Discriminant analysis for FTLD versus AD using logistic regression showed that Letter Fluency, the BNT-15 and the SRT-DR were independent predictors of FTLD pathology. Although cut-off points in our study did not allow sufficient discrimination of the two groups, it is possible that combinations of certain tests measuring specific cognitive domains, such as language function and memory, might be useful to discriminate FTLD from AD. Similarly, while we were able to discriminate between FTLD-U and AD as well as between FTLD-tau and AD, we were unable to successfully discriminate between FTLD-U and FTLD-tau using logistic regression analysis. This may be related to the tests used or to an overlap between the impairments in these subgroups. Prior work has included some reporting differences between FTLD-tau and FTLD-U/TDP [8,10], some failing to find such neuropsychological differences [11]. It may be necessary to incorporate measures of behavioral change, neuropsychiatric symptoms, concomitant neurological signs and neuroimaging data to make such distinctions between different FTLD pathologies.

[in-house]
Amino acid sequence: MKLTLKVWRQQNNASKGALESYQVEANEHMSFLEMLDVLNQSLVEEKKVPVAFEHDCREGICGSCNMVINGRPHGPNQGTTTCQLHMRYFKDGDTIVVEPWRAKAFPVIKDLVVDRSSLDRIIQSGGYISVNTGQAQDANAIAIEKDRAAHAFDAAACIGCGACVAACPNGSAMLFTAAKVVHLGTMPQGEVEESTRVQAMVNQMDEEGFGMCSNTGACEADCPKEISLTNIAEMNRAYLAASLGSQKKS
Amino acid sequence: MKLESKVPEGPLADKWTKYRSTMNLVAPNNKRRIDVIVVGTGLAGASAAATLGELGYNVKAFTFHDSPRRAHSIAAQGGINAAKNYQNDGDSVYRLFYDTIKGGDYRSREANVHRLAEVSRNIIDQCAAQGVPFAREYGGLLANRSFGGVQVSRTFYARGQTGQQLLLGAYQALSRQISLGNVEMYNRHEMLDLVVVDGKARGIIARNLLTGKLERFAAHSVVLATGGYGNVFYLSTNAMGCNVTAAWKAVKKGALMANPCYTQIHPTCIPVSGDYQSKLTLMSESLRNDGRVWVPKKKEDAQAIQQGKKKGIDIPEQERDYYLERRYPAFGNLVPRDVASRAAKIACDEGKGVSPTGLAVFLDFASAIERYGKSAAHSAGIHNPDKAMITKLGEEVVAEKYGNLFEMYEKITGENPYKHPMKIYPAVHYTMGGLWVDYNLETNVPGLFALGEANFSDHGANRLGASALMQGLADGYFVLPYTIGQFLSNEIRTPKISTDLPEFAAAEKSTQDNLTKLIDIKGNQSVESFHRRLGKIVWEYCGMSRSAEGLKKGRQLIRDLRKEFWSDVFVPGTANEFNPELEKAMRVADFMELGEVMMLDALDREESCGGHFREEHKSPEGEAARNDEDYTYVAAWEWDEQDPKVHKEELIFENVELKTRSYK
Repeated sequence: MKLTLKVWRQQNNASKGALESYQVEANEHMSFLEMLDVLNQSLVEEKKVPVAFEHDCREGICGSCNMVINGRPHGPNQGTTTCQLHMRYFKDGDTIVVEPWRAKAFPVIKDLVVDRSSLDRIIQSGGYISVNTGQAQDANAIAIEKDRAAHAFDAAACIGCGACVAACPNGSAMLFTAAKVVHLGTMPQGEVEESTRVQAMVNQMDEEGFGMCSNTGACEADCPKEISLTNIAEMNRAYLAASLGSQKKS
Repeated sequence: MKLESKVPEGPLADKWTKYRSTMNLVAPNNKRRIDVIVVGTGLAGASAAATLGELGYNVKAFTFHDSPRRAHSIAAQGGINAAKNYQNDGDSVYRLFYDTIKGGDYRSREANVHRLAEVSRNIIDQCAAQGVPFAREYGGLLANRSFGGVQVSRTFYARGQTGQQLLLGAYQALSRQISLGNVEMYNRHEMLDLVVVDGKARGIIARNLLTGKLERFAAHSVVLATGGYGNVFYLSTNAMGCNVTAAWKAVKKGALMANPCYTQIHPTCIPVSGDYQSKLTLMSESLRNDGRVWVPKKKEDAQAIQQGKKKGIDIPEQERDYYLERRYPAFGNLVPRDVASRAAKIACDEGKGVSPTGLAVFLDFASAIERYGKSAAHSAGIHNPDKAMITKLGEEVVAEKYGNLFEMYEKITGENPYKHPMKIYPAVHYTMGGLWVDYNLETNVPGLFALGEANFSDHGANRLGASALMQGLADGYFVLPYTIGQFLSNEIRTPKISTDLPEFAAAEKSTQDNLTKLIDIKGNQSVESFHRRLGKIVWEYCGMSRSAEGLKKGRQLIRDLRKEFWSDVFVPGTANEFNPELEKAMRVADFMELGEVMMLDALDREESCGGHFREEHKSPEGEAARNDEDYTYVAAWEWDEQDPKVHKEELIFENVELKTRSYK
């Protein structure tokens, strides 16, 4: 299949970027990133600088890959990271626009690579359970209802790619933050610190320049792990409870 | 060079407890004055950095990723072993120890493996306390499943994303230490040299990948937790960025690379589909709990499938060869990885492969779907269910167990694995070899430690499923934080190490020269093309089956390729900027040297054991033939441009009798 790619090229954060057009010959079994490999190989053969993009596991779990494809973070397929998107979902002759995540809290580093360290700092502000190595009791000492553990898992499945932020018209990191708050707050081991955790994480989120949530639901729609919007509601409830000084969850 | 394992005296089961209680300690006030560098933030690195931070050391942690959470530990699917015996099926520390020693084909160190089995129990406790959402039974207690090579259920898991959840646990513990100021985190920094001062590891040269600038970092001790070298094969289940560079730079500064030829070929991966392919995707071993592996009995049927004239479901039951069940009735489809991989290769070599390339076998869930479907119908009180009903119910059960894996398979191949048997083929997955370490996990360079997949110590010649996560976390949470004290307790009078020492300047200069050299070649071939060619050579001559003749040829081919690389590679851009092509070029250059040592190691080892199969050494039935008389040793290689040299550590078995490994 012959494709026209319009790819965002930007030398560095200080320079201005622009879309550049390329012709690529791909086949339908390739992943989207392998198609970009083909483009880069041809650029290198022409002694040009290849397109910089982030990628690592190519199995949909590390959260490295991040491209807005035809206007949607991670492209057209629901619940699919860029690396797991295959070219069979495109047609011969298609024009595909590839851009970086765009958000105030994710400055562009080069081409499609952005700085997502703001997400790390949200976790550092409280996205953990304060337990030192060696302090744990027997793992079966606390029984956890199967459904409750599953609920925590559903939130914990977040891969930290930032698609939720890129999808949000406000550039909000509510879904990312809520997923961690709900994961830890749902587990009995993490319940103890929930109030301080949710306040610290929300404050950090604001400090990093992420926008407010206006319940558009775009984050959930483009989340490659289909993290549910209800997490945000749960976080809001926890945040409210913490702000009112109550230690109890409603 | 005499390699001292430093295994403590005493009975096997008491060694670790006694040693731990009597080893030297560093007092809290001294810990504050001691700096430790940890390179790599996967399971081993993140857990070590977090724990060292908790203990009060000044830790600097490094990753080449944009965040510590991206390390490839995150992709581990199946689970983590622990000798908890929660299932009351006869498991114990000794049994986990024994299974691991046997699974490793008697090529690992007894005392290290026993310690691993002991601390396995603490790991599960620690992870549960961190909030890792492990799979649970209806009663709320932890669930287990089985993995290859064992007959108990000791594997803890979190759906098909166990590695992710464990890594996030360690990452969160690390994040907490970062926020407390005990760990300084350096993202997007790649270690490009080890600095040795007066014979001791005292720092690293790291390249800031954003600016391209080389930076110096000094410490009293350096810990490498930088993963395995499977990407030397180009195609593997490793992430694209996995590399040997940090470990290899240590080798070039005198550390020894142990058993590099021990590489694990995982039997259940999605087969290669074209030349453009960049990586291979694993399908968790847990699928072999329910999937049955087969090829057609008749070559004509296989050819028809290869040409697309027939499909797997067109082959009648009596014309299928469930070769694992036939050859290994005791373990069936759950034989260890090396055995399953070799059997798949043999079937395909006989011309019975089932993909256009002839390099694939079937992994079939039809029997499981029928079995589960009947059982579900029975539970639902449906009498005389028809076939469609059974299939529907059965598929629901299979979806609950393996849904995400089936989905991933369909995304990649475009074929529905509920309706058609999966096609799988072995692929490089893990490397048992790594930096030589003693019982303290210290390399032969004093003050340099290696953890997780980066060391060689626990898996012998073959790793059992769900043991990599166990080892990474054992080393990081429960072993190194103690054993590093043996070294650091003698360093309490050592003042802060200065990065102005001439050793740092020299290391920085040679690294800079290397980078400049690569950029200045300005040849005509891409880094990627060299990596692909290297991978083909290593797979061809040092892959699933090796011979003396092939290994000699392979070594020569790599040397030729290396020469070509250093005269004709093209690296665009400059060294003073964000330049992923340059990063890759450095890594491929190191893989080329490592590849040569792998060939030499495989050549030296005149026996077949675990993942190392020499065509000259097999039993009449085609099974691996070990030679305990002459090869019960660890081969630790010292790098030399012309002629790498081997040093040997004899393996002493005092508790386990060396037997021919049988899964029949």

There are several limitations to the present study. One is the selection of the neuropsychological battery. A more detailed evaluation of specific areas of function may better characterize the differences between patients with AD and FTLD. Frontal lobe functions such as executive function, judgment and personality have been particularly implicated in FTLD [6], and our battery had only limited tests with respect to these functions. Secondly, this sample was not population-based but clinic-based, and the sample size of the FTLD group was small, therefore the results may not be generalizable. Thirdly, not every case had TDP-43 staining, so heterogeneity of the FTLD-U cases is possible. Finally, we do not have sufficient longitudinal data to determine whether rate of change measures might be more useful [31].